Cloud Computing Larry Gottschalk Computer Science Faculty Metropolitan State University
Definition • The movement of computing from the desktop and corporate servers to computing services (on a myriad of hosts/servers). • Striking similarity to service bureaus and time-sharing systems of 40 years ago. • Biggest difference: now is internet connections, instead of dedicated phone lines.
Analogous to Elec Utility • Billed for services used • Separate bill from each utility used • Visibility to infrastructure costs (unlike now with x employees, y servers used for both development AND operations) • “on demand computing” says it all
Drivers • Cost to maintain applications on desktops, departmental and enterprise servers is astronomical, and not getting better. • Distraction of IT staff by doing maintenance • Service level management also is outsourced. • Reliability (service level can be contract item) • Cost: 18% lower; electric power 16% less • Abililty to experiment with one or two apps
Cloud Architecture • Large server farms • Linked by high-bandwidth connections • Carefully managed, highly tuned.
Cloud Major Players • The usual heavy hitters have entered: • Oracle • IBM • Yahoo • Amazon • Google • Microsoft • Qwest, and other phone companies
Terminology • Cloud Computing also referred to as: • On demand computing • Software as a service • The Internet as platform • (First two phrases worked back in time sharing days also.) • Virtualization: • Location of service hidden behind generic URL • Variable number of servers running your app(s) • Done with high speed links within server farms
Different Offerings • The next four slides list discrete market offerings of Cloud Computing: • Infrastructure as a service (Most important) • Software as a service (2nd most important • Desktop productivity tools into the cloud(minor) • “dumb terminals” serviced by cloud (minor)
CC: Infrastructure as a Service (IAAS) • This is the time-share of 40 years ago. You can move your corporate apps to the Cloud. • The Cloud provider is responsible for uptime, and for restarting apps when they crash. • Enterprise gains dynamic scalability (if have contracted for it) • Enterprise gets locked into vendor APIs • API== “Application Programming Interface”
CC: Software as a Service (SAAS) • Second most important segment • Useful applications: • Customer contact tracking • Market research • Engineering applications • ERPs • Industry specific apps in • Petroleum, Engineering, Medicine, Transportation
CC: Desktop productivity tools into the cloud • Minor segment • Desktop productivity becomes remote service: • Google docs • Buzzword (bought by Adobe) • Photoshop Express
CC: “dumb terminals” serviced by cloud • Minor segment • Some (10%?) of PCs will have no OS nor even browser. Simply a boot program to download and start the server apps. • Examples of dumb-terminal emulation s/w: • eyeOS system • AIR (formerly Apollo) from Adobe • Open-Laszlo, an open-source project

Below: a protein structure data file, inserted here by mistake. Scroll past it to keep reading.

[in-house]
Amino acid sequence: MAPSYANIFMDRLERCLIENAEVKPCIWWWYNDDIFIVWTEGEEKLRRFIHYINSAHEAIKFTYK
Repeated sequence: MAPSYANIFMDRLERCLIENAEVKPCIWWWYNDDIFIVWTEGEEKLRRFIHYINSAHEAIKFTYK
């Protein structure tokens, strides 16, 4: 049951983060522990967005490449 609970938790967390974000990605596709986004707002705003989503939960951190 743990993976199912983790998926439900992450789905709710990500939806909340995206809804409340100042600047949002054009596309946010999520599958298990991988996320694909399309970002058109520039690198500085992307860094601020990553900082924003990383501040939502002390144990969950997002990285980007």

Restraints to adoption • Disruptive • Price appears as line item CEO can criticize • CIO’s desire to build empire • Lots of re-packaging without innovation, which is masked by excessive hyped marketing
Other restraints to adoption • Privacy: can leaks of data be prevented? • Security: will data ever be lost? (no FDIC for data) • Reliability: can level of service guarantees be met? • Ownership issues • If you terminate subscription and you discover you need a document, can you get it? • Can you really ever delete a document? • If gov’t subpoenas your data, will you even be told, and ever be told whether data was surrendered or not.
What does future hold? • Possible • Probable • Desirable
Possible • Worst case: there are one or two disasters written up widely, causing pulling back by clients. • Bad case: huge cost of outsourcing becomes better understood • Good case: 40 to 60% of Enterprise Computing gets outsourced • Best case: Enterprise computer centers wither.
Probable • Innovation will continue, with massive value for customers • Market may get overheated with everyone jumping in, and customers oversold • In lead now are Google, Amazon, VMWare, Citrix, Microsoft, HP, and IBM. • Innovators at this time are Google, Amazon, and VMWare.
Desirable • Cloud computing is seen as alternative to in-house processing. Each firm strikes a balance between the two depending on its own values. • Ownership of data • Ability to determine own destiny • Desire to get out from under maintenance. • Example: Target.com vis-à-vis Amazon.
Lots of new entrants • The startsups will or are becoming IPOs • McAfee and Verizon teaming up • Cisco/EMC joint venture (large storage) • Compuware (application monitoring) • Rackspace • Cetrom/ASCIIgroup joint venture (CaaS) • IBM SmarterPlanet
DOD • RACE (Rapid Access Computing Environment) Claims 99.99% availability (53 minutes down / year)
Discussion questions • What industries or market segments will become adopters beyond just the mission critical apps? • Large firms? Medium firms? • What are effects on vendors to IT: • Server market • Large storage market